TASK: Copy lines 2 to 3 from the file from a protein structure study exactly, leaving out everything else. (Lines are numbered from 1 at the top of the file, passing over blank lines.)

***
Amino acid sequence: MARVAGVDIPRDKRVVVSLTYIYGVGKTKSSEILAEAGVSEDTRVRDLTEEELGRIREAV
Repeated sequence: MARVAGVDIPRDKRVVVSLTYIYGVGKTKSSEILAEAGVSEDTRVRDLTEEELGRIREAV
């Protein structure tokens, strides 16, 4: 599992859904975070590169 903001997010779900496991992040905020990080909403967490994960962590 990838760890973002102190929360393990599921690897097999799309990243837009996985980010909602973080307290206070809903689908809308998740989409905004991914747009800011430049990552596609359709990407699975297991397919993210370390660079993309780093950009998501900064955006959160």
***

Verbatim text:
Repeated sequence: MARVAGVDIPRDKRVVVSLTYIYGVGKTKSSEILAEAGVSEDTRVRDLTEEELGRIREAV
């Protein structure tokens, strides 16, 4: 599992859904975070590169 903001997010779900496991992040905020990080909403967490994960962590 990838760890973002102190929360393990599921690897097999799309990243837009996985980010909602973080307290206070809903689908809308998740989409905004991914747009800011430049990552596609359709990407699975297991397919993210370390660079993309780093950009998501900064955006959160």